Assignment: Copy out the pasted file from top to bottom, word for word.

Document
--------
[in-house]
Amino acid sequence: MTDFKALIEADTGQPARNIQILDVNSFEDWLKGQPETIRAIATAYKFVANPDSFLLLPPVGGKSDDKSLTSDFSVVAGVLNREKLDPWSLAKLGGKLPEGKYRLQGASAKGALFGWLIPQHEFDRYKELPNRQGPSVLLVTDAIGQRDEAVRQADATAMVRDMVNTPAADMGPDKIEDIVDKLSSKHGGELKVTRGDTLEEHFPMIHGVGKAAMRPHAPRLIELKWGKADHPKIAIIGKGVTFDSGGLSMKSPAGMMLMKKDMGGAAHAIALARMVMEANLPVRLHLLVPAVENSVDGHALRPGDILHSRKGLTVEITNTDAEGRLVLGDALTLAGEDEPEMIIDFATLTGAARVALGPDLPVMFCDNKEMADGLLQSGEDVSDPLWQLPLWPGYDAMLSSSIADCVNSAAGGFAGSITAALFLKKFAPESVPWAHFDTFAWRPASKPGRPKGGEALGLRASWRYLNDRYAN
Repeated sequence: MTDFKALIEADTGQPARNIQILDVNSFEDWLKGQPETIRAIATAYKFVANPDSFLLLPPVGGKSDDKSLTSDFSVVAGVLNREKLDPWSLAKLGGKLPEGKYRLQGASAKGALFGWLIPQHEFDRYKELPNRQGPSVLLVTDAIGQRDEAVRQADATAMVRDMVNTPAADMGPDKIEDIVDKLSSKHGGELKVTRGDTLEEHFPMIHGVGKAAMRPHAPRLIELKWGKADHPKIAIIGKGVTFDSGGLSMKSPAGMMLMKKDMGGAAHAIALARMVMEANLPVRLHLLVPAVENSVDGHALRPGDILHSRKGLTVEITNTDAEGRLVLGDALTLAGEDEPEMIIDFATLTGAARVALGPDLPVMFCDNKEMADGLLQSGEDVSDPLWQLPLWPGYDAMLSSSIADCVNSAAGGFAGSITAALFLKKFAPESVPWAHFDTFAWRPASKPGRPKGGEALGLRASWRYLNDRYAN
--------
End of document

[in-house]
Amino acid sequence: MTDFKALIEADTGQPARNIQILDVNSFEDWLKGQPETIRAIATAYKFVANPDSFLLLPPVGGKSDDKSLTSDFSVVAGVLNREKLDPWSLAKLGGKLPEGKYRLQGASAKGALFGWLIPQHEFDRYKELPNRQGPSVLLVTDAIGQRDEAVRQADATAMVRDMVNTPAADMGPDKIEDIVDKLSSKHGGELKVTRGDTLEEHFPMIHGVGKAAMRPHAPRLIELKWGKADHPKIAIIGKGVTFDSGGLSMKSPAGMMLMKKDMGGAAHAIALARMVMEANLPVRLHLLVPAVENSVDGHALRPGDILHSRKGLTVEITNTDAEGRLVLGDALTLAGEDEPEMIIDFATLTGAARVALGPDLPVMFCDNKEMADGLLQSGEDVSDPLWQLPLWPGYDAMLSSSIADCVNSAAGGFAGSITAALFLKKFAPESVPWAHFDTFAWRPASKPGRPKGGEALGLRASWRYLNDRYAN
Repeated sequence: MTDFKALIEADTGQPARNIQILDVNSFEDWLKGQPETIRAIATAYKFVANPDSFLLLPPVGGKSDDKSLTSDFSVVAGVLNREKLDPWSLAKLGGKLPEGKYRLQGASAKGALFGWLIPQHEFDRYKELPNRQGPSVLLVTDAIGQRDEAVRQADATAMVRDMVNTPAADMGPDKIEDIVDKLSSKHGGELKVTRGDTLEEHFPMIHGVGKAAMRPHAPRLIELKWGKADHPKIAIIGKGVTFDSGGLSMKSPAGMMLMKKDMGGAAHAIALARMVMEANLPVRLHLLVPAVENSVDGHALRPGDILHSRKGLTVEITNTDAEGRLVLGDALTLAGEDEPEMIIDFATLTGAARVALGPDLPVMFCDNKEMADGLLQSGEDVSDPLWQLPLWPGYDAMLSSSIADCVNSAAGGFAGSITAALFLKKFAPESVPWAHFDTFAWRPASKPGRPKGGEALGLRASWRYLNDRYAN